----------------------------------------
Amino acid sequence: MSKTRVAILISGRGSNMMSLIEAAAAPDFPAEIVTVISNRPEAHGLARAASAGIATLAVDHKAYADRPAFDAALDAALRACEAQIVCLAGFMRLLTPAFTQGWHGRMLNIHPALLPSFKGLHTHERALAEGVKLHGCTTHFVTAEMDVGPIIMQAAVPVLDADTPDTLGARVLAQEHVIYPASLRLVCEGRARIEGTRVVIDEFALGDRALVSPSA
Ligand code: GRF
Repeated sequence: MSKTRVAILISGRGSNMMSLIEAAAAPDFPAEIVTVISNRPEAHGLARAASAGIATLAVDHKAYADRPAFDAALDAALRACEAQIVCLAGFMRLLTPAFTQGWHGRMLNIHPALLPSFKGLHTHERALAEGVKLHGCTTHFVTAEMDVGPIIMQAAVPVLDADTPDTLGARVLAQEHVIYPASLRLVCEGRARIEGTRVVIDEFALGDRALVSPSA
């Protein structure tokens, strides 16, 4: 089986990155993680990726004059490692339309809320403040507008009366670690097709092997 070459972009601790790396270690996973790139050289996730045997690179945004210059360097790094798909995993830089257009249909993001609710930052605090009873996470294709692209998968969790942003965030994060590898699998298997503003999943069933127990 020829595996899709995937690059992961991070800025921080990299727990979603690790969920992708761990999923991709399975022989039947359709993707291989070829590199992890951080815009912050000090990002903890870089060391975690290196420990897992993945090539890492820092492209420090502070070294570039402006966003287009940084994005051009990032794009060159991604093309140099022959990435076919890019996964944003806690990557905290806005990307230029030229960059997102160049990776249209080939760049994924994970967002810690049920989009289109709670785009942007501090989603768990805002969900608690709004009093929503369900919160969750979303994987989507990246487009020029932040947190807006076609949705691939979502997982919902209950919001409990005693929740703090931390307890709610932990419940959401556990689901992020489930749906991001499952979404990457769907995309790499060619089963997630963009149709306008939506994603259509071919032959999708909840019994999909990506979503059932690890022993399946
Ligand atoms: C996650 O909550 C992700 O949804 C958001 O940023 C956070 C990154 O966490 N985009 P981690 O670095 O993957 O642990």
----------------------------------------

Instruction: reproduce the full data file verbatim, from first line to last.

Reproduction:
Amino acid sequence: MSKTRVAILISGRGSNMMSLIEAAAAPDFPAEIVTVISNRPEAHGLARAASAGIATLAVDHKAYADRPAFDAALDAALRACEAQIVCLAGFMRLLTPAFTQGWHGRMLNIHPALLPSFKGLHTHERALAEGVKLHGCTTHFVTAEMDVGPIIMQAAVPVLDADTPDTLGARVLAQEHVIYPASLRLVCEGRARIEGTRVVIDEFALGDRALVSPSA
Ligand code: GRF
Repeated sequence: MSKTRVAILISGRGSNMMSLIEAAAAPDFPAEIVTVISNRPEAHGLARAASAGIATLAVDHKAYADRPAFDAALDAALRACEAQIVCLAGFMRLLTPAFTQGWHGRMLNIHPALLPSFKGLHTHERALAEGVKLHGCTTHFVTAEMDVGPIIMQAAVPVLDADTPDTLGARVLAQEHVIYPASLRLVCEGRARIEGTRVVIDEFALGDRALVSPSA
């Protein structure tokens, strides 16, 4: 089986990155993680990726004059490692339309809320403040507008009366670690097709092997 070459972009601790790396270690996973790139050289996730045997690179945004210059360097790094798909995993830089257009249909993001609710930052605090009873996470294709692209998968969790942003965030994060590898699998298997503003999943069933127990 020829595996899709995937690059992961991070800025921080990299727990979603690790969920992708761990999923991709399975022989039947359709993707291989070829590199992890951080815009912050000090990002903890870089060391975690290196420990897992993945090539890492820092492209420090502070070294570039402006966003287009940084994005051009990032794009060159991604093309140099022959990435076919890019996964944003806690990557905290806005990307230029030229960059997102160049990776249209080939760049994924994970967002810690049920989009289109709670785009942007501090989603768990805002969900608690709004009093929503369900919160969750979303994987989507990246487009020029932040947190807006076609949705691939979502997982919902209950919001409990005693929740703090931390307890709610932990419940959401556990689901992020489930749906991001499952979404990457769907995309790499060619089963997630963009149709306008939506994603259509071919032959999708909840019994999909990506979503059932690890022993399946
Ligand atoms: C996650 O909550 C992700 O949804 C958001 O940023 C956070 C990154 O966490 N985009 P981690 O670095 O993957 O642990």